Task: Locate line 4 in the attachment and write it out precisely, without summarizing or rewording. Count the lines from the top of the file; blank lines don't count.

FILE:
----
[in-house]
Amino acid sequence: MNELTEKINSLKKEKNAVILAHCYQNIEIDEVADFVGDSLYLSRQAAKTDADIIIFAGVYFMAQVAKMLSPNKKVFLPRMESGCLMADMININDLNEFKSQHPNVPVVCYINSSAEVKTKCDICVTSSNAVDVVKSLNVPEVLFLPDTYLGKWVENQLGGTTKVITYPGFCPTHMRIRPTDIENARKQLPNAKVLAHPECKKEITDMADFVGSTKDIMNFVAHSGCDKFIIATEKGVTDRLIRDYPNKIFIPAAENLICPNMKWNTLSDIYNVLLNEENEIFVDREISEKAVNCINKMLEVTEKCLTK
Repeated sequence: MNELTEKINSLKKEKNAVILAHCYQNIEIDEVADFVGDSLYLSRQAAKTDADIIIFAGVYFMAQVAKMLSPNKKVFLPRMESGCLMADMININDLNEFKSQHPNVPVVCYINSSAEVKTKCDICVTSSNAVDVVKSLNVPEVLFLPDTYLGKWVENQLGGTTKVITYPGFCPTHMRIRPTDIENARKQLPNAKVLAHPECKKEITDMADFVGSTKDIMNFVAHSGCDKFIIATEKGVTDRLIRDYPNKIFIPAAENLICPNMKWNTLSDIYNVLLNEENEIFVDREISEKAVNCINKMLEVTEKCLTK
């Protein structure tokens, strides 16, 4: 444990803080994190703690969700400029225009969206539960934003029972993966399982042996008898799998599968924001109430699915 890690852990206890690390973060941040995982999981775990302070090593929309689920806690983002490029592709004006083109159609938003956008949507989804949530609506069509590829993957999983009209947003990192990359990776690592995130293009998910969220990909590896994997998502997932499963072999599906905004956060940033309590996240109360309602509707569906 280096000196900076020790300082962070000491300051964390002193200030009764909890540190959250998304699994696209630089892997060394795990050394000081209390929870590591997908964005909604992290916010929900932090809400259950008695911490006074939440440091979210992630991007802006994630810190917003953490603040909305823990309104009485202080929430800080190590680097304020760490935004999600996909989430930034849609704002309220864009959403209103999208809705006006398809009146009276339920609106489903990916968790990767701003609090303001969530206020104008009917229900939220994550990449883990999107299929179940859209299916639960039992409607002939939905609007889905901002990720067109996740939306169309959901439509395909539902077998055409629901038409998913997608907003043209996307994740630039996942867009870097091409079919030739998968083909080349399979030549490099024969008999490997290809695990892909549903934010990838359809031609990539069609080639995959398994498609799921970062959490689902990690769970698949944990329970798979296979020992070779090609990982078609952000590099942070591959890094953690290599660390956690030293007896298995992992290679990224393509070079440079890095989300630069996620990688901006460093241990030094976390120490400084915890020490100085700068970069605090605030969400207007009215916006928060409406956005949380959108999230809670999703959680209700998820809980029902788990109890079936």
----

């Protein structure tokens, strides 16, 4: 444990803080994190703690969700400029225009969206539960934003029972993966399982042996008898799998599968924001109430699915 890690852990206890690390973060941040995982999981775990302070090593929309689920806690983002490029592709004006083109159609938003956008949507989804949530609506069509590829993957999983009209947003990192990359990776690592995130293009998910969220990909590896994997998502997932499963072999599906905004956060940033309590996240109360309602509707569906 280096000196900076020790300082962070000491300051964390002193200030009764909890540190959250998304699994696209630089892997060394795990050394000081209390929870590591997908964005909604992290916010929900932090809400259950008695911490006074939440440091979210992630991007802006994630810190917003953490603040909305823990309104009485202080929430800080190590680097304020760490935004999600996909989430930034849609704002309220864009959403209103999208809705006006398809009146009276339920609106489903990916968790990767701003609090303001969530206020104008009917229900939220994550990449883990999107299929179940859209299916639960039992409607002939939905609007889905901002990720067109996740939306169309959901439509395909539902077998055409629901038409998913997608907003043209996307994740630039996942867009870097091409079919030739998968083909080349399979030549490099024969008999490997290809695990892909549903934010990838359809031609990539069609080639995959398994498609799921970062959490689902990690769970698949944990329970798979296979020992070779090609990982078609952000590099942070591959890094953690290599660390956690030293007896298995992992290679990224393509070079440079890095989300630069996620990688901006460093241990030094976390120490400084915890020490100085700068970069605090605030969400207007009215916006928060409406956005949380959108999230809670999703959680209700998820809980029902788990109890079936």